Crates of Guns: The Firearms in Free Fire
Trailer is R-rated and contains R-rated language: Looks like gun people will have some eye candy on the silver screen...
Trailer is R-rated and contains R-rated language:
Looks like gun people will have some eye candy on the silver screen this month with the release of Free Fire, a film being billed as an action comedy starring Brie Larson.
While there have been a few special screenings of what looks to be a light version of a Tarantino-esque 90s film, its release has been delayed until April 21.
From the trailer, we know the movie is set in Boston in 1978 and centers on a meeting between two gangs in a deserted warehouse. The order of the day is a large arms deal, but things get heated and then a Mexican-standoff type situation develops where everybody is armed and facing off in relatively confined areas.
It looks to have a bunch of witty dialog, plus a stellar cast in addition to Larson, including Same Riley, Cillian Murphy, and Armie Hammer, whose military thriller Mine hits theaters today. Plus, the time period should make for some interesting firearms thrown into the mix.
Here’s what we can see from the trailer:
It seems the deal starts to go sour when one gang opens a crate and sees that the rifles inside aren’t the M16s they wanted.
The rifles are instead a variant of the Beretta AR-70/223, with a folding buttstock and shortened barrel dubbed the SC-70/223. Beretta began developing a new assault rifle in 1968 based on the 5.56/.223 cartridge, which had been adopted by the U.S. armed forces along with the M16 rifle.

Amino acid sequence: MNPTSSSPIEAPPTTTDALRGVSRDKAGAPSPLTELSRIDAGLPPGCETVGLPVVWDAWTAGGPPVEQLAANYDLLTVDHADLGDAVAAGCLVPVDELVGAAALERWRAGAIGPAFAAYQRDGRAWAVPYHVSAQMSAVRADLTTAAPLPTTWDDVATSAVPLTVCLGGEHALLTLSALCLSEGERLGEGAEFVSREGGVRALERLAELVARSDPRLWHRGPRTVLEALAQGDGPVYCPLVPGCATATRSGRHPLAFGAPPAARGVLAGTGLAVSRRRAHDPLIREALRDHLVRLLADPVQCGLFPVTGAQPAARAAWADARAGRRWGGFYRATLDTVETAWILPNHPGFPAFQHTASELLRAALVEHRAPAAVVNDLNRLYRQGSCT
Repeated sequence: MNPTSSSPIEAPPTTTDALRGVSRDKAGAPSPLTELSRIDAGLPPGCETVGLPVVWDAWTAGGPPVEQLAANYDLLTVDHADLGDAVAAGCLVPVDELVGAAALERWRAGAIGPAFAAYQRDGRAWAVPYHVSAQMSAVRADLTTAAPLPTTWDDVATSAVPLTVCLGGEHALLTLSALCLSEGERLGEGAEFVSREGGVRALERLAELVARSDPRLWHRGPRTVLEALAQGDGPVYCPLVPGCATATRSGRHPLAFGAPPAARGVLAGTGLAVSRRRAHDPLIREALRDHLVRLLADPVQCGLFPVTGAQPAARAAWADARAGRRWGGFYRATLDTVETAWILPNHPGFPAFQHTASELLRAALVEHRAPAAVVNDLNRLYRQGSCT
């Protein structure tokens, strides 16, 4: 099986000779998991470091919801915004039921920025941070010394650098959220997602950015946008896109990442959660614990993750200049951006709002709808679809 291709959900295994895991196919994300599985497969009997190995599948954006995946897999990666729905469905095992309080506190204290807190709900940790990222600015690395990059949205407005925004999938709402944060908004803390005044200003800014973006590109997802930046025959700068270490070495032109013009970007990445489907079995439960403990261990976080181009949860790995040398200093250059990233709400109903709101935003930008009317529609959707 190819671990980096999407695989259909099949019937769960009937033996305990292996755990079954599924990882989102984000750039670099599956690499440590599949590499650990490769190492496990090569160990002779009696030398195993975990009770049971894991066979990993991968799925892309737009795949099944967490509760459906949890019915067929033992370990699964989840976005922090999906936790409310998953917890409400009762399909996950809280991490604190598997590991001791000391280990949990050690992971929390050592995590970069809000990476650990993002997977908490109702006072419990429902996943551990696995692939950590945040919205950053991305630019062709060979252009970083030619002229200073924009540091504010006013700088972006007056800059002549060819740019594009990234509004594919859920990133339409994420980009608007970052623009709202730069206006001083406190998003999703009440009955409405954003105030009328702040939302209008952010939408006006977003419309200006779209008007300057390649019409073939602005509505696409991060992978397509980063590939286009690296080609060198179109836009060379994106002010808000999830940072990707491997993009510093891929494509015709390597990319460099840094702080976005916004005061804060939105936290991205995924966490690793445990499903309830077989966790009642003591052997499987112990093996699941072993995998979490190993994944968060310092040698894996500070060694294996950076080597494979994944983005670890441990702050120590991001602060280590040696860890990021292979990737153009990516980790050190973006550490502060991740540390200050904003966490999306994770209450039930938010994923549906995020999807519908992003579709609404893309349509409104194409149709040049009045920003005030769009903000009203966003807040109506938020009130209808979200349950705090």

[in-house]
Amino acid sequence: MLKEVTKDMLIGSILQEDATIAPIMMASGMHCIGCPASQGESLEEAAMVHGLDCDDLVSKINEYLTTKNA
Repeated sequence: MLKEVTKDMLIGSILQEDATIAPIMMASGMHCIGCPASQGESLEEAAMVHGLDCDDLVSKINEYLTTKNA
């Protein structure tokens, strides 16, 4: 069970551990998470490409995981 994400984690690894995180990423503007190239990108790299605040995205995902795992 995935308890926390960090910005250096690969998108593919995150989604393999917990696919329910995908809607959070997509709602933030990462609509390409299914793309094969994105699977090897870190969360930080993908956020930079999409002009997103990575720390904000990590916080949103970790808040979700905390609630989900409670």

The AR-70/223 was released in 1972 and was subsequently adopted by the Italian special forces and several other armies around the world.
In 1985 Beretta upgraded the rifle to the AR-70/90 assault rifle, which is the current general-issue service rifle in the Italian army and both the 70/223 and 70/90 are made in semi-automatic civilian versions.
After the deal goes south, everybody seems to scatter and grab whatever gun they can. We see Hammer as Ord with one of the SC-70/223 rifles, one gang member with a Browning Hi-Power pistol taking cover, and at least one gang member with what looks to be a Colt 1911 Series 70 pistol.
Justine (Larson) is seen taking cover with a Taurus Model 85 revolver with a nickel finish chambered in .38 special. We then see her aim and fire the SA/DA snub-nose. Externally, the Model 85 is similar to Smith & Wesson revolvers of the same frame size, but its internals are significantly different, and the Brazilian-made Model 85 is far cheaper.
We see the hand of someone in a gold jacket holding another snubbie, this one a Smith & Wesson Model 36, also chambered in .38 Special.
We also Mark Monero as Jimmy aiming a full-size M1 Garand at the camera, indicating that there are more guns at play in the warehouse than the Berettas in the crates and the handguns everyone has on them.
We also see a few characters wielding M1 Carbines, so there might be a crate of those that gets cracked open too.
While the plot is fuzzy enough to be intriguing, Free Fall promises to be a shoot-em-up good time that doesn’t take itself too seriously, possibly harkening back to the action flicks of the 90s. We’ll find out when it finally hits theaters on April 21.